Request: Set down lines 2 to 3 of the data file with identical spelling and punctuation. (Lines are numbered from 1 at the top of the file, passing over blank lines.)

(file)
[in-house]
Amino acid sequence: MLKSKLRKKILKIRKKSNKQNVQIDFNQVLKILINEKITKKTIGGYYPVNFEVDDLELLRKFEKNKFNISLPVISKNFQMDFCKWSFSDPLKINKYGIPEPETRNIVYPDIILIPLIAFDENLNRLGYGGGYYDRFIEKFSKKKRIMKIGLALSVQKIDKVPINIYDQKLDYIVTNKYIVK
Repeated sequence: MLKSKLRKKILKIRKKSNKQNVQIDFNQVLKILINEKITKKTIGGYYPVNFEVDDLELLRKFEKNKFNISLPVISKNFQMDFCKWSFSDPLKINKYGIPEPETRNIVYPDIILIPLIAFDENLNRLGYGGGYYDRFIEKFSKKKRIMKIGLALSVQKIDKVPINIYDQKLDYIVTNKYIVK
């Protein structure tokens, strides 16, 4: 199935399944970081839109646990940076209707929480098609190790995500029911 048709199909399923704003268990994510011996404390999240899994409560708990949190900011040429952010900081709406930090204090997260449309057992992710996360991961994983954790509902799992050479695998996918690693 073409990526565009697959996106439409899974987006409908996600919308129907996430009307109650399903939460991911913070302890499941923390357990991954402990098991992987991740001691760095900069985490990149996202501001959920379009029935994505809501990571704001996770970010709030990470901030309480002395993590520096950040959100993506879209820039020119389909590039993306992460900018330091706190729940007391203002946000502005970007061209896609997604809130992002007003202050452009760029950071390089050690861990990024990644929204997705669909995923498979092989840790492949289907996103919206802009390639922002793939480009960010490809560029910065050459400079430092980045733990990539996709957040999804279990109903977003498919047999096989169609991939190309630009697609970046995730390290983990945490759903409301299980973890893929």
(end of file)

Amino acid sequence: MLKSKLRKKILKIRKKSNKQNVQIDFNQVLKILINEKITKKTIGGYYPVNFEVDDLELLRKFEKNKFNISLPVISKNFQMDFCKWSFSDPLKINKYGIPEPETRNIVYPDIILIPLIAFDENLNRLGYGGGYYDRFIEKFSKKKRIMKIGLALSVQKIDKVPINIYDQKLDYIVTNKYIVK
Repeated sequence: MLKSKLRKKILKIRKKSNKQNVQIDFNQVLKILINEKITKKTIGGYYPVNFEVDDLELLRKFEKNKFNISLPVISKNFQMDFCKWSFSDPLKINKYGIPEPETRNIVYPDIILIPLIAFDENLNRLGYGGGYYDRFIEKFSKKKRIMKIGLALSVQKIDKVPINIYDQKLDYIVTNKYIVK